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    Monday, April 15, 2024

    Tough being Green in New London's Democratic stronghold

    It’s tough to win in New London if you are not a Democrat. Take it from Mirna Martinez. She beat the odds to win the lone non-Democrat seat on the Board of Education in 2013. Voters should take the opportunity to return her to office Nov. 3.

    Prior to the Sept. 16 Democratic primary, city registration numbers showed 7,091 Democrats, 6,073 unaffiliated, 1,039 Republicans, and 157 members of minority parties. Martinez inhabits that last category. She is a member of the Green Party, cross-endorsed by the Republicans.

    The fact that she broke through the block Democratic voting two years ago to earn a seat on the school board is a testament to her community activism. A dual-language teacher, she set her career aside to raise two children. Martinez co-founded New London Parent Advocates to improve parental involvement in city schools.

    In a recent interview, she conceded that trying to contribute on the Board of Education after her 2013 election was no easy task. The board is led by President Margaret Mary Curtin, an old-school Democratic Party loyalist who sees no point in parceling out positions to anyone but Democrats.

    A partisan low-point — for the school board, not for Martinez — came last December during election of officers. Martinez nominated herself for board secretary. None of the Democrats would offer a second to give her a chance to make her case and the nomination died.

    It would serve New London well to see some political diversity on the Board of Education as the school system continues the groundbreaking transition to an all-magnet-schools district that will attract more students from surrounding towns, provide greater diversity in the student body, boost state aid, and raise academic expectations.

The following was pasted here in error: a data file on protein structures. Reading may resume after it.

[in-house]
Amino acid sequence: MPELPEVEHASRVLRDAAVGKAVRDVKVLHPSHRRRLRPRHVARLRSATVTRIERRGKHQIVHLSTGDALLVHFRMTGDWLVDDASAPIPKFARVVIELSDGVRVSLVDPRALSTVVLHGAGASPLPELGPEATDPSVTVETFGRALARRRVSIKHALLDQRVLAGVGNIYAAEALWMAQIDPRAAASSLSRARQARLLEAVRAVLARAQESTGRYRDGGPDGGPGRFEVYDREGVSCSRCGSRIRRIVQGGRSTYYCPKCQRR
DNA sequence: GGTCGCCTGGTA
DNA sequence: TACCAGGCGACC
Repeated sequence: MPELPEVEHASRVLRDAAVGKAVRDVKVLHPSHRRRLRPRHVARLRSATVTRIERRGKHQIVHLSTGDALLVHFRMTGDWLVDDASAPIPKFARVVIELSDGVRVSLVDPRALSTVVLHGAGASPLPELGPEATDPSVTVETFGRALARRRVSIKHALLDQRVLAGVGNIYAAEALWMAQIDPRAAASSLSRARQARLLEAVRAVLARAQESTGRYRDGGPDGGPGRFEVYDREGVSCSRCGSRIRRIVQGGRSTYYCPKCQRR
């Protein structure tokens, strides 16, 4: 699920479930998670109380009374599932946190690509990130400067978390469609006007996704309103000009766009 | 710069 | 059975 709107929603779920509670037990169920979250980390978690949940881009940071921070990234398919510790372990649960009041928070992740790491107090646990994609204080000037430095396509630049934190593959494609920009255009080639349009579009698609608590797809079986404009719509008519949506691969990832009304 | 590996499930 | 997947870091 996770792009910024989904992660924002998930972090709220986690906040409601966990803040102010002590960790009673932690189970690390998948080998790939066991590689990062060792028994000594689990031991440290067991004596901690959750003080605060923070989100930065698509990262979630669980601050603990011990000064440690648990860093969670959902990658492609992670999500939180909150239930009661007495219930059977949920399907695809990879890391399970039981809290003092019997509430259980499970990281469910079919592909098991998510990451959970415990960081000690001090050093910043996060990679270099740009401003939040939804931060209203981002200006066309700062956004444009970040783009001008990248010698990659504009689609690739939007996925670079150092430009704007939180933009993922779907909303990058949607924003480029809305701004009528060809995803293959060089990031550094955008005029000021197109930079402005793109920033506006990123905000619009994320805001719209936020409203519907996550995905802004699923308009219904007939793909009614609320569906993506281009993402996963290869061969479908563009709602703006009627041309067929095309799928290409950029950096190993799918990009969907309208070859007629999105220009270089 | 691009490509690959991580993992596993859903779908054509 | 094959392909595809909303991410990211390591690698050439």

However, breaking through the Democratic stronghold will remain difficult. Having done it once, Martinez probably has the best chance of doing so again.

    Recently, she demonstrated the ability to get a policy objective approved when the school board adopted the Equity and Diversity Policy she had championed. Its goal is “correcting practices and policies that perpetuate the achievement gap and institutional racism in all forms, in order to provide all … students with the opportunity to succeed.”

    It requires evaluating all policies and practices with an eye toward achieving educational equity, “even when this means differentiating resource allocations (meaning, spending more money or diverting resources) on the basis of student needs.”

    It calls for recruitment, hiring, training and retention procedures that strive for a teacher and support staff workforce that reflect student diversity.

    “Children of all races, cultures, and backgrounds benefit from seeing familiar role models in school,” states the policy.

    It mandates that the superintendent “keep the board informed about the district’s performance and progress toward educational equity, staff diversity and development, consistent with this policy.”

    Often such reports are forgotten, unless there is an advocate. This is another reason to return Martinez to the board.

    As much as possible, Martinez said she wants to see children treated equitably, given the same chance to succeed, the same discipline when they violate the rules, free of any preconceived notions of what they can achieve.

    Some may see this as Pollyannaish. That may be exactly what a school system striving for great improvement needs right now.

    Paul Choiniere is the editorial page editor.

    Twitter: @Paul_Choiniere


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